- Treating prostate cancer in Kenya costs between Sh138,000 and Sh1.21 million while esophageal cancer costs between Sh1 million and Sh126,000.
- These costs exclude supportive and rehabilitative care and further investigations undertaken within treatment.
- To check for thyroid cancer recurrence by testing for a protein known as thyroglobulin, patients pay Sh23,000 and even more should they opt to send samples abroad.
The cost of treating cancer remains way above the reach of most households in Kenya, a new survey showed, dealing a blow to efforts to save the lives of thousands of patients suffering from the disease.
A survey in three cancer centres in Nairobi including state-run Kenyatta National Hospital (KHN), and the privately-owned Nairobi Hospital and Aga Khan University Hospital revealed deep financial strain for households with patients suffering from the four main strains of the disease — cervical, breast, esophageal and prostate cancer.
It costs between Sh172,000 and Sh759,000 to treat cervical cancer without surgery in Kenya and Sh672,000 to Sh1.25million if one undergoes an operation, according to researchers affiliated to the National Cancer Control Programme and the National Cancer Institute, Kenya.
Patients seeking basic treatment for breast cancer pay between Sh175,200 and Sh1.98 million while the cost shoots up to between Sh758,000 and Sh2.48 million when surgery — which would be either a lumpectomy, quadrantectomy, partial mastectomy, or segmental mastectomy — is involved.
Treating prostate cancer in Kenya costs between Sh138,000 and Sh1.21 million while esophageal cancer costs between Sh1 million and Sh126,000.
These costs exclude supportive and rehabilitative care and further investigations undertaken within treatment.
Send samples abroad
“With the average annual wage of Sh644,800, the cost of cancer treatment in Kenya is high. Cost reduction and cost-effective financing models should be explored to reduce the economic impact on livelihoods and households,” the study team concluded.
Add on costs make long-term cancer treatment quiet strenuous. For example, testing for breast cancer costs one about Sh15,200 at Pathologists Lancet Kenya. The tests are critical because they help an oncologist to ascertain if hormonal treatment would work to tame the disease or not.
To check for thyroid cancer recurrence by testing for a protein known as thyroglobulin, patients pay Sh23,000 and even more should they opt to send samples abroad.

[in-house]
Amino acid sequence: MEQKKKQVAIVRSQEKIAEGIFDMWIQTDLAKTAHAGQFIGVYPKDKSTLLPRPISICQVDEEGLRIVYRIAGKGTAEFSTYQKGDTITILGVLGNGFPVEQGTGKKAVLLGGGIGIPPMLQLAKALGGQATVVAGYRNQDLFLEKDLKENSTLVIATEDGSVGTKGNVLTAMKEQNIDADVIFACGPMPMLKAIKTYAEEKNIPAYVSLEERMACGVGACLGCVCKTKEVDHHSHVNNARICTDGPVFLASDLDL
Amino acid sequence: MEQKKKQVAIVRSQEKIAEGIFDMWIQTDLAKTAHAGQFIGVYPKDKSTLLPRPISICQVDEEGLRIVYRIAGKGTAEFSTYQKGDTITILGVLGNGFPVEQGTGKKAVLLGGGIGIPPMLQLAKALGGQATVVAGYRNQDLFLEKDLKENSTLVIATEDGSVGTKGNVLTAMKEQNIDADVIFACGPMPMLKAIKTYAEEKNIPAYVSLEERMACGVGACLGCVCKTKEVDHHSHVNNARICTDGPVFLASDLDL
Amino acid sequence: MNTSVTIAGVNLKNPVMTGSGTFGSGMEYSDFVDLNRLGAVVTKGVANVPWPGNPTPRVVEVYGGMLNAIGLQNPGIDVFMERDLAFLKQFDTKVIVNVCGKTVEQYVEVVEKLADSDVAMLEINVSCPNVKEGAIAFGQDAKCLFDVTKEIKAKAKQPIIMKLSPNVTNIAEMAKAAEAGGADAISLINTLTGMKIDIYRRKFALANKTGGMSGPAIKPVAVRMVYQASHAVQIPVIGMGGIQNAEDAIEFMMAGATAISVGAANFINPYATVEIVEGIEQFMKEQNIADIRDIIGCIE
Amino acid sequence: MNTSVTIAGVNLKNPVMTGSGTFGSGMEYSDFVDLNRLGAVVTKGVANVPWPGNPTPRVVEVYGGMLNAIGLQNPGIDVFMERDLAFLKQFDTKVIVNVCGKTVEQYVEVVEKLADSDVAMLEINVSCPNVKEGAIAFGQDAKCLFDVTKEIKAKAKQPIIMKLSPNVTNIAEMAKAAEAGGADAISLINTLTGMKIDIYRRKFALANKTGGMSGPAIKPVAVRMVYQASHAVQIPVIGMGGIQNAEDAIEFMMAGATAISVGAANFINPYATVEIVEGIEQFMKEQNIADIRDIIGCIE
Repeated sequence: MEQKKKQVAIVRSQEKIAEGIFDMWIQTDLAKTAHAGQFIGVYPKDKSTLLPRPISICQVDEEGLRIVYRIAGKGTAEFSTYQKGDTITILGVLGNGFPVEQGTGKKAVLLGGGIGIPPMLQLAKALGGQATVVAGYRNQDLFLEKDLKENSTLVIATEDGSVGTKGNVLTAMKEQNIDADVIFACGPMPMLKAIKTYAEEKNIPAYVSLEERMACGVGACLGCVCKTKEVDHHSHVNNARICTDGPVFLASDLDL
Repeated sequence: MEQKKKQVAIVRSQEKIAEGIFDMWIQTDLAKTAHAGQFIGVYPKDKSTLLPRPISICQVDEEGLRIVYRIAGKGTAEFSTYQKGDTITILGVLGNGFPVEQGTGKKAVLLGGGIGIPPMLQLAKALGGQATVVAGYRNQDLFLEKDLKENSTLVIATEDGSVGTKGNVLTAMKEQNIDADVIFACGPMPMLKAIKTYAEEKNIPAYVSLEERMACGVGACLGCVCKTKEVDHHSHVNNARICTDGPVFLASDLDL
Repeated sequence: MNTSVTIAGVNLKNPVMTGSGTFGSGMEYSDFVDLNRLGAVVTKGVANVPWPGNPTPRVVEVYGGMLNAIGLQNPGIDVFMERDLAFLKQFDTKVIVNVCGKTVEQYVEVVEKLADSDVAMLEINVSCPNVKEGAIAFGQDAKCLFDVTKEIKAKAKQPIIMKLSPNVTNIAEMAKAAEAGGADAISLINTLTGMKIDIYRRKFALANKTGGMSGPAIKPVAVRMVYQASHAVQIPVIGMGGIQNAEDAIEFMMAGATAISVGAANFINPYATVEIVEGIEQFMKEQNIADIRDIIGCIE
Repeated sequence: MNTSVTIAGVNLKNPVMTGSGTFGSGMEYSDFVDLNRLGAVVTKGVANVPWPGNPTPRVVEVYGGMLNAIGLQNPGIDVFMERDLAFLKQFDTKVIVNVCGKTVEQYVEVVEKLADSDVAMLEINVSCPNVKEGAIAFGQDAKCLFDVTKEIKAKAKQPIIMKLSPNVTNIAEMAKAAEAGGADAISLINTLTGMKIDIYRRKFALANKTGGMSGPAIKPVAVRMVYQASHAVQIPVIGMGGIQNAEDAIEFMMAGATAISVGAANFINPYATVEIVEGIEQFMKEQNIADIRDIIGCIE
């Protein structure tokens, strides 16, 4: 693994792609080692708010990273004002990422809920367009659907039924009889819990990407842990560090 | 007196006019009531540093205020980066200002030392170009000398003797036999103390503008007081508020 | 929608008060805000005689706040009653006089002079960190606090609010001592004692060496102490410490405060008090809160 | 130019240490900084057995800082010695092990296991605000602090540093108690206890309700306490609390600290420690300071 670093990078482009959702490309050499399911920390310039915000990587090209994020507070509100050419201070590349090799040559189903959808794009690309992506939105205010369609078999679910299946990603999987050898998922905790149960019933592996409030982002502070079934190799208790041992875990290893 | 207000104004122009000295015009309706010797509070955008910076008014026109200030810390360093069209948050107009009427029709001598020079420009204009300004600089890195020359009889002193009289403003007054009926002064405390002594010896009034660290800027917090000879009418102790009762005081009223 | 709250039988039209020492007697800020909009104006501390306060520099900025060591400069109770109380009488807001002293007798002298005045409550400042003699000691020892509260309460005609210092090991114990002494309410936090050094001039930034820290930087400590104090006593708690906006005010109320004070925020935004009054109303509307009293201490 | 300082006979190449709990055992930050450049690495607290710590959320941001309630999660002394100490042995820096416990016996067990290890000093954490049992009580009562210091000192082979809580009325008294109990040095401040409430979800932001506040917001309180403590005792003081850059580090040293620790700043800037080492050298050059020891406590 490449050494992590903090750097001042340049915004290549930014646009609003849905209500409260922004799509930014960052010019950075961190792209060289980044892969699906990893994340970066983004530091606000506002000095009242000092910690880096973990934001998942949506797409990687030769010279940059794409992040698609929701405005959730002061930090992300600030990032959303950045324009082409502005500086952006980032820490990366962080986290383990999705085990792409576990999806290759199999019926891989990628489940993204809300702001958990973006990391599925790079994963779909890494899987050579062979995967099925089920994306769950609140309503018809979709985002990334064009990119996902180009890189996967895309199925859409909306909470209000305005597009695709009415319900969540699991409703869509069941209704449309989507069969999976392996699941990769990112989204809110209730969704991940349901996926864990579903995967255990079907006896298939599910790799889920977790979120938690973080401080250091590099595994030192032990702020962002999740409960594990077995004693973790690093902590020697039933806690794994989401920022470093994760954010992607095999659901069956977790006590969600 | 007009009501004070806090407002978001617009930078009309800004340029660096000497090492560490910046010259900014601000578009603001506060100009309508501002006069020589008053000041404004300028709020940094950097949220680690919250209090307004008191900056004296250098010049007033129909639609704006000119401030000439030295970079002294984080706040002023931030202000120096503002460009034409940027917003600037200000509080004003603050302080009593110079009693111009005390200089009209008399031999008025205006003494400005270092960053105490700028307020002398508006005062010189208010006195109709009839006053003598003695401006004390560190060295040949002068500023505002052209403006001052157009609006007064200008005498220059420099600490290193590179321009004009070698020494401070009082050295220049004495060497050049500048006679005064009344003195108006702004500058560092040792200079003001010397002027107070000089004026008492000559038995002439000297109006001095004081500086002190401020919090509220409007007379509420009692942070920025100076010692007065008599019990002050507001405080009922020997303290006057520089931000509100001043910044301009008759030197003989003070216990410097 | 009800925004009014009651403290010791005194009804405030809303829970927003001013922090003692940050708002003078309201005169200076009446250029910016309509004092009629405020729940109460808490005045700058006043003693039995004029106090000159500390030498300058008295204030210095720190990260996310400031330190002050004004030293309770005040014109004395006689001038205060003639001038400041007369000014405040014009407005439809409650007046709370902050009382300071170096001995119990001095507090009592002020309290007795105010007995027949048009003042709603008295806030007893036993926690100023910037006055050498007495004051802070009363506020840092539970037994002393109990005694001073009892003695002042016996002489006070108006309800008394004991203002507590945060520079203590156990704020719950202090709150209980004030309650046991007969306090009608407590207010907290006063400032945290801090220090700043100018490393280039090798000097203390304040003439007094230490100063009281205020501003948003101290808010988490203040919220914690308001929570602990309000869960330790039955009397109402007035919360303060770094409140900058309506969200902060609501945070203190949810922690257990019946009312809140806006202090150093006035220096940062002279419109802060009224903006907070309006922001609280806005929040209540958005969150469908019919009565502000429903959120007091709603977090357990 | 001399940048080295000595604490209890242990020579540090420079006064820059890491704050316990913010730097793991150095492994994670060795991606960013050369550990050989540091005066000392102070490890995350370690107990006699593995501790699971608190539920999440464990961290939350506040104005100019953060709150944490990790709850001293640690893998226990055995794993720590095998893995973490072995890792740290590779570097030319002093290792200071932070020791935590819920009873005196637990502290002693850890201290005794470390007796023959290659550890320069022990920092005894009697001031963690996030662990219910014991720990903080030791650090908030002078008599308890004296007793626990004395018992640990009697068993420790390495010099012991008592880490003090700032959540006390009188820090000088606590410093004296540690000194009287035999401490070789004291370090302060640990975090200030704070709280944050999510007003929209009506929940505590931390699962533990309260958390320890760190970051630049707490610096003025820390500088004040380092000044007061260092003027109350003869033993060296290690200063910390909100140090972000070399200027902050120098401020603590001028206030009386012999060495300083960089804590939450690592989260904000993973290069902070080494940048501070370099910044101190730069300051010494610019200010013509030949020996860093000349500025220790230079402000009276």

In its Globocan 2018 report, the World Health Organisation’s International Agency for Research on Cancer (IARC) said that 47,887 Kenyans get cancer every year and 32,987 die from the disease.
The most common is breast cancer with 5,985 women and men diagnosed every year compared to 2,864 prostate cases.
The report further showed that oesophagus cancer has become the top killer in Kenya, claiming 4,354 lives every year and overtaking cervix, breast, stomach and prostate cancer.
More Kenyan women die from cancer than men, the WHO agency said. The disease claims 18,772 women in Kenya annually compared to 14,215 men.
Globally, most people die from lung cancer, which is linked to smoking, followed by colorectal, liver and breast types.
Bearing biggest burden
However, low-income countries such as Kenya, Uganda and Tanzania are bearing the biggest burden of the disease due to lack of awareness, misdiagnosis, late presentation to hospitals and the high cost of treatment.
Late diagnosis of new cancers and failure to promptly spot recurrences in those surviving the disease contribute to premature deaths in Kenya.
The Health ministry estimates that 70 to 80 per cent of the cancers are diagnosed in late stages when the disease has burrowed through major body organs, making it incurable.
For most patients, the cost of treating cancer is the biggest barrier to accessing treatment. Robai Gakunga of Research Triangle International said that 46.3 per cent of patients with breast and cervical cancer cited cost as their biggest impediment.
“For women with breast cancer 53 per cent reported they had to forgo care because of cost while 91 per cent said their diagnosis impacted their household and financial wellbeing,” said Ms Gakunga.
She added that about 44 per cent of women who took part in the research and have insurance coverage indicated that reimbursement for medical costs was less than they expected.